Jangarh Kalam: Stands for the dodgy divide between traditional crafts and modern art. Bhopal-based painter J. Swaminathan was struck by the works of Gond tribal artist Jangarh Singh Shyam. One JS nurtured the other and threw up the question: why is his art not treated in the same league as the modern painters’? Later Jangarh Shyam travelled the world, showcasing in prestigious venues such as Paris’s Pompidou Centre. And a tribe of artists was born in and around Bhopal who have continued to work in the style, or kalam.
Poser: Do you call a traditional artist’s frame ‘contemporary’ just because he painted it yesterday rather than ages ago?
Kala Ghoda: The south Mumbai precinct which is the only one in the country that’s remained arty over decades. The Progressive Artists wrote their manifesto at the Chetna restaurant and the salon artists hob-nobbed around. Later came the Jehangir Gallery and others. The National Gallery too settled next door.
Poser: Several artists have done the iconic black horse mural at Kala Ghoda over years. Whose is the latest? (Answer: Sunil Padwal)
Lithograph: Literally ‘printing with a stone’, it’s a technique developed in late 18th century. In the 19th and early 20th centuries, India was one of the largest hubs of lithographic print-making, mostly working on religious subjects. Such presses flourished in Bombay, Kanpur, Lahore, Lucknow and Delhi. In recent decades, artists such as MF Husain have tried their hand at it.
Poser: Which was the largest centre for lithography in India? (Answer: Lucknow)
Miniature: The biggest gift of Sher Shah to Indian art. When he pushed out Humayun for a few years, the Mughal sought refuge in the Persian court. On return, he brought back two artists specialising in the form and started the tradition here.
Poser: The sheer amount of miniatures he commissioned should make Akbar the biggest collector this side of Kabul, no?
New media: Bored with ‘old mediums’ such as oil-on-canvas, this is what every art college student today wants to dabble in. So souped-down cars, food ingredients, animal carcasses, electronic parts or motion sensors can be counted as arty mediums today. But the ‘new media’ epithet is as broad and as bland as ‘world music’.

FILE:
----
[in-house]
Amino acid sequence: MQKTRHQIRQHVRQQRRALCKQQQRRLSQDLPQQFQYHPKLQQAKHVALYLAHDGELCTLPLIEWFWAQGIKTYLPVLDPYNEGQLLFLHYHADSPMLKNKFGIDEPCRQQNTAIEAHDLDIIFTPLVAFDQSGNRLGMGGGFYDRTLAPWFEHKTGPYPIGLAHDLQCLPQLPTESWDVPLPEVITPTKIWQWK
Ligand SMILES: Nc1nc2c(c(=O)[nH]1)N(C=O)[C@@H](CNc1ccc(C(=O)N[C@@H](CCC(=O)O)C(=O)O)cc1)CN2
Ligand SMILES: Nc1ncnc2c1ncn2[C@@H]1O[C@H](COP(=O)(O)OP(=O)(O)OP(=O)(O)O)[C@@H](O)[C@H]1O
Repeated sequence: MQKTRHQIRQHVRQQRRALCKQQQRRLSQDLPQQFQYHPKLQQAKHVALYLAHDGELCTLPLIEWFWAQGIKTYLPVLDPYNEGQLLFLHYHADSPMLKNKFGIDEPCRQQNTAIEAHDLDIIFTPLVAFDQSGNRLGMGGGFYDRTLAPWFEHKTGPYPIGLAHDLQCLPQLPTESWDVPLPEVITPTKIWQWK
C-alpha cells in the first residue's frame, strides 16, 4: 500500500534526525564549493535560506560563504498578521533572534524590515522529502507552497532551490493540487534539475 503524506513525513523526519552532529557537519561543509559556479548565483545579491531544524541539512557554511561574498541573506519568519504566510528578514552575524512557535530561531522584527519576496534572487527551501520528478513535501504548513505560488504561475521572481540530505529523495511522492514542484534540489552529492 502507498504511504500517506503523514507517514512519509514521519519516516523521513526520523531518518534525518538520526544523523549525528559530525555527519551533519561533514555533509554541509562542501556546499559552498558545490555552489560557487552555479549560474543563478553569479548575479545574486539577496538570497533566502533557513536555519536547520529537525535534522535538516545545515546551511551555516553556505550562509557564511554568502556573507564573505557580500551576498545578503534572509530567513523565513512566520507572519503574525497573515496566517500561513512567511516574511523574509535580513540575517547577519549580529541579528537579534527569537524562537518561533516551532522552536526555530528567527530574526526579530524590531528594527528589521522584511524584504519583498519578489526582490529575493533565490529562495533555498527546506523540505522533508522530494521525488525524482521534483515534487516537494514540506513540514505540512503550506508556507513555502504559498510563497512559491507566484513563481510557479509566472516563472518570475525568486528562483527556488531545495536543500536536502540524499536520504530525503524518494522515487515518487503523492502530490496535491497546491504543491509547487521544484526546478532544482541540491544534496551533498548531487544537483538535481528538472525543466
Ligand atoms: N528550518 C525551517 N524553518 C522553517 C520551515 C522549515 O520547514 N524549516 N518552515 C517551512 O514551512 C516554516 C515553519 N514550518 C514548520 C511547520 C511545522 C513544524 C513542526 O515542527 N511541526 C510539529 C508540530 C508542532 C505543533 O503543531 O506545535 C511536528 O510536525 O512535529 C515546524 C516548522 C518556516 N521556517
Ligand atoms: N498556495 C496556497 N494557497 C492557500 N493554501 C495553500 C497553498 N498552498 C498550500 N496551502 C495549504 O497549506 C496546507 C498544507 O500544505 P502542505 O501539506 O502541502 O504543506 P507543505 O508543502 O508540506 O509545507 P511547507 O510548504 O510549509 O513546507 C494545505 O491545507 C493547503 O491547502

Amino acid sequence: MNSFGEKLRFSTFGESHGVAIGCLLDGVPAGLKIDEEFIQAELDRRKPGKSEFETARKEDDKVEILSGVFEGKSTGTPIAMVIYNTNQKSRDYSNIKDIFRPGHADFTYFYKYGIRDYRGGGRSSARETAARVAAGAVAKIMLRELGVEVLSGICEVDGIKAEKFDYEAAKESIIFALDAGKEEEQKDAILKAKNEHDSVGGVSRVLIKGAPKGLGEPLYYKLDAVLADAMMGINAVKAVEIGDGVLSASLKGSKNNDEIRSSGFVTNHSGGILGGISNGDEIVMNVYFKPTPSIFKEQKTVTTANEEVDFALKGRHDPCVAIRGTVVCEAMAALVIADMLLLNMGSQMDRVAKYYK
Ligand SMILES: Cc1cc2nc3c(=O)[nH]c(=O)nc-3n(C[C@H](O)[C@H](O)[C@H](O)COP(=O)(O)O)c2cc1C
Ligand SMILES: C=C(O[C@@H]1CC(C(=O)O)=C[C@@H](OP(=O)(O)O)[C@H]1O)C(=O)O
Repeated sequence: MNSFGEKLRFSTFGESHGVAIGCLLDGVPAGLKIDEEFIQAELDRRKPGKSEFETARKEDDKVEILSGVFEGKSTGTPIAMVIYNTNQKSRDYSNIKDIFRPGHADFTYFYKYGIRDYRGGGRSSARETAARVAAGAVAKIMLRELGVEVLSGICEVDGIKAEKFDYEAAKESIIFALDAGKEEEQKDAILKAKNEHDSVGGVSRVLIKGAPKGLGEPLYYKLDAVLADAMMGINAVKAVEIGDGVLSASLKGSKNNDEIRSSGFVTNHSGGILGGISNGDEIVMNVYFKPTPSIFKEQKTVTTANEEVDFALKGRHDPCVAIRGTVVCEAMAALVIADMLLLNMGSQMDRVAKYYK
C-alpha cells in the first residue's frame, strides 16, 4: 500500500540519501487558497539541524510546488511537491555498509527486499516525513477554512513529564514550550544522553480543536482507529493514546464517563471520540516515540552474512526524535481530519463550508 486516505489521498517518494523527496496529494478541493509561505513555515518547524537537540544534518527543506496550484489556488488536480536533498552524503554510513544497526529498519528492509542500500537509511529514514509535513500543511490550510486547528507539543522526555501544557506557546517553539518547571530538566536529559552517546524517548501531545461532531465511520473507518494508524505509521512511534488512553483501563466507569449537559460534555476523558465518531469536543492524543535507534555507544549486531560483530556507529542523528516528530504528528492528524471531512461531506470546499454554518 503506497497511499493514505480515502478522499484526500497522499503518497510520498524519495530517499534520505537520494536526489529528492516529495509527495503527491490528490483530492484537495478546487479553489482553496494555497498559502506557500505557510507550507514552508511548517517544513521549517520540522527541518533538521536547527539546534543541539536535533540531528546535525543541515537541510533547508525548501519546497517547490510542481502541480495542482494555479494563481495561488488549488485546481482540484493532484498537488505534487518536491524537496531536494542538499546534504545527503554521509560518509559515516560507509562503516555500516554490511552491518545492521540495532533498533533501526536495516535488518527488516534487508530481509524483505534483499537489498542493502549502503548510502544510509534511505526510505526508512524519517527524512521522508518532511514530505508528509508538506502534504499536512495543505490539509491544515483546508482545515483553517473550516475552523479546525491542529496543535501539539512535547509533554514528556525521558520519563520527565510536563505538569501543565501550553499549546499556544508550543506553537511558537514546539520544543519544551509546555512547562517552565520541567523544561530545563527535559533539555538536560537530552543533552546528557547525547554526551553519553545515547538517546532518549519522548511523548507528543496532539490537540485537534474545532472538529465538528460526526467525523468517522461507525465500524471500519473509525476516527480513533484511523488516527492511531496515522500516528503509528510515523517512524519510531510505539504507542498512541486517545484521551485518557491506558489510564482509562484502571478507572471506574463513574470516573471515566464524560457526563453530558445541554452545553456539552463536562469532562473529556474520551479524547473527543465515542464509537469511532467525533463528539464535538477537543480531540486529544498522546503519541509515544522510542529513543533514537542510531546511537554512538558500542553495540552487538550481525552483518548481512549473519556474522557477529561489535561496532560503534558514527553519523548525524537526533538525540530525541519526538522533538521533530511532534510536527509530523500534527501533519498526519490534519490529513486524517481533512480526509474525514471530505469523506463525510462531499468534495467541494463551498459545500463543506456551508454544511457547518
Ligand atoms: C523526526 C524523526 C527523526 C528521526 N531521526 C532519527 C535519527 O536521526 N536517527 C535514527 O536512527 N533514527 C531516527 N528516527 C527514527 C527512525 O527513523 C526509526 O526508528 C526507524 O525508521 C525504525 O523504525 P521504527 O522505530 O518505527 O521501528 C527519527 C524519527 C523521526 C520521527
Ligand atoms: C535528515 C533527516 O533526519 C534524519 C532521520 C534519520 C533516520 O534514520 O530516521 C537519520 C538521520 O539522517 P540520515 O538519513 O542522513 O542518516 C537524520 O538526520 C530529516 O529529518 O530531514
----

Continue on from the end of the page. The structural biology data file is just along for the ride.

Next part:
Poser: Despite this new media hoopla, more than half the shows around the world still sport canvases, don’t they?
Orientalism: ‘Look east’ policy adopted by several groups of artists. But be careful where you are looking from. Not long after ‘Japonism’ was a wave in Paris, the Nandalal Bose-led Shantiniketan artists fell for the same fever. But the Saidian politics of the term can also be applied — gingerly — to find-your-roots revivalism/primitivism at home.
Poser: Subodh Gupta is using Korean materials for some of his works. Does that make him an ‘orientalist’?
Prices: The biggest subject of conversation at parties. The prices of modern and contemporary have moved up in lurches over 50 years, aided in phases by hungry collectors such as Chester Herwitz and Masanori Fukuoka. Before that most of the steady buyers were either foreign diplomats or rich Parsis. In the 1990s a local market emerged and auction houses came in. Only recently have industrialists such as the Nadars and Malvinder Singh really opened up their purses.
Poser: Why do Chinese expats pay more for their country’s art than NRIs do?
Quranic art: Thanks to the Islamic stricture of non-formal representation, the Indian subcontinent has one of the richest traditions of calligraphy. The struggle for ascendancy between different scripts such as the Nashtaliq and the Kufic is represented near the Qutub Minar. The National Gallery hosts a whole section on it.
Poser: When calligraphists outline forms through texts does it amount to disrespect of the tenets?